Four bad reasons to transfer Universities
A third of university students will transfer courses, or universities at least one time during their undergraduate years, according However, while there are plenty of viable reasons to transfer, doing so is not always the right move. Let's count down the top four reasons to stay the course...
1. You're Homesick
Approximately 16 percent of transfer students switch universities before returning for a second term, according to further figures from the NSCRC. A common reason? Because they miss home. Unfortunately, homesickness is a very real part of the university experience, but the only way past it is through it.
When you start to feel homesick, revisit the reasons why you left home and went to uni. Will switching universities offer a permanent solution, or just a temporary fix?
Also, don't forget that there are plenty of ways to feel connected with loved ones back home thanks to modern technology. Phone calls, video chats, and text messages help bridge the distance without necessitating a move.
2. You're Not Making Friends
Developing meaningful friendships takes time. Rather than throwing up your hands and starting somewhere new where the same set of challenges are sure to await, commit to establishing a social network on campus. Student clubs, study groups, and intramural sports teams offer the chance to connect with like-minded classmates.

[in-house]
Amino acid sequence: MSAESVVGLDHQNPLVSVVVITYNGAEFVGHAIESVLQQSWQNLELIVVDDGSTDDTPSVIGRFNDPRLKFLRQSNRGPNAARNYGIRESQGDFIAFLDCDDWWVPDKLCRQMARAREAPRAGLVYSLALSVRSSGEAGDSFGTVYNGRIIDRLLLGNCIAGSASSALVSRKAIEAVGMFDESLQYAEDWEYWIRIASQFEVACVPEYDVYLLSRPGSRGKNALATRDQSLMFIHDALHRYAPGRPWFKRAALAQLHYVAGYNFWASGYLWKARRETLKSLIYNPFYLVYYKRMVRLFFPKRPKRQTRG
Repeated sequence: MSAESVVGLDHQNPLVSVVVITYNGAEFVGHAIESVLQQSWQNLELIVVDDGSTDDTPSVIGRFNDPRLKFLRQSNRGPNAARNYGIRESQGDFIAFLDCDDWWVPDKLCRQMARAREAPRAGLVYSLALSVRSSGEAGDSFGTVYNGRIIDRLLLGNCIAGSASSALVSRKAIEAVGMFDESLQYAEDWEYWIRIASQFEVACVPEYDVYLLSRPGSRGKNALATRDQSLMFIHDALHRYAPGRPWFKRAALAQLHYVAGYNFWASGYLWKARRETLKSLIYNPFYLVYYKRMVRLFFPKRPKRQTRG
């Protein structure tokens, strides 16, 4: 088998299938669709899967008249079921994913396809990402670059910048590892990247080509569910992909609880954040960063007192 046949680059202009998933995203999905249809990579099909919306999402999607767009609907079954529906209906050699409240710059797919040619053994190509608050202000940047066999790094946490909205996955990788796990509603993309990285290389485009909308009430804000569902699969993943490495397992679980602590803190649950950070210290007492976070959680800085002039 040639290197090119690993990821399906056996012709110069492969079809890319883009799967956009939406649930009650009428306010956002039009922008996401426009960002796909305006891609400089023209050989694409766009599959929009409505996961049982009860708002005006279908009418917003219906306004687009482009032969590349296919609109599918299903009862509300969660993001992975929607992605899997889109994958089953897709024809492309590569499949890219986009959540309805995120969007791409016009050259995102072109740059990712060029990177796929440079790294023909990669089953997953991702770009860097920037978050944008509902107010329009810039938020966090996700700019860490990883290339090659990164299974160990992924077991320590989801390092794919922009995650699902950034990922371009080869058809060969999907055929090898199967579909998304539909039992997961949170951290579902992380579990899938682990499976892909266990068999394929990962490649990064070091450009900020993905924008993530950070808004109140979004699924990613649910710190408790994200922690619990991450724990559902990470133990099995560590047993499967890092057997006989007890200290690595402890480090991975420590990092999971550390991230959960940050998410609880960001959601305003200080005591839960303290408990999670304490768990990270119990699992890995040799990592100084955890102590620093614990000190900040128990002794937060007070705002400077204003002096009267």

And remember: many of your fellow students are facing the same set of challenges. Your efforts in reaching out may deliver a valuable lifeline to another struggling student.
3. Your Classes Are Too Hard (or Too Easy)
Establishing a study schedule and getting a grasp on college-level expectations takes time. If your classes are beyond your capabilities -- or if your capabilities are beyond your classes -- transferring isn't your only recourse. Instead, re-evaluate your course load. Could you be taking different or fewer classes? Are there independent study opportunities which might be more appropriate?
Your academic advisor can offer valuable insights into finding coursework at your ideal academic level, please speak to student support. And remember, while you may initially have to endure dreaded prerequisites, a world of new possibilities opens up once they are completed.
4. You Had One Negative Experience
It's easy to let a single negative event or interaction early on in your academic tenure set the tone for your entire experience. However, bad room-mates, difficult professors, and academic stress are part of campus life. Rather than characterising what could be an otherwise phenomenal four years according to one less-than-ideal experience, commit to rise above and persevere. Running away from a problem is not a solution, and will not help you grow as a person. Instead, learn what you can from the experience and move on with your head held high.
In some cases, transferring is absolutely a smart decision: for example, if your current university doesn't have your major or if financial constraints become a factor. However, because of the significance of the decision, it's essential to make sure you have the right reasons before calling it quits.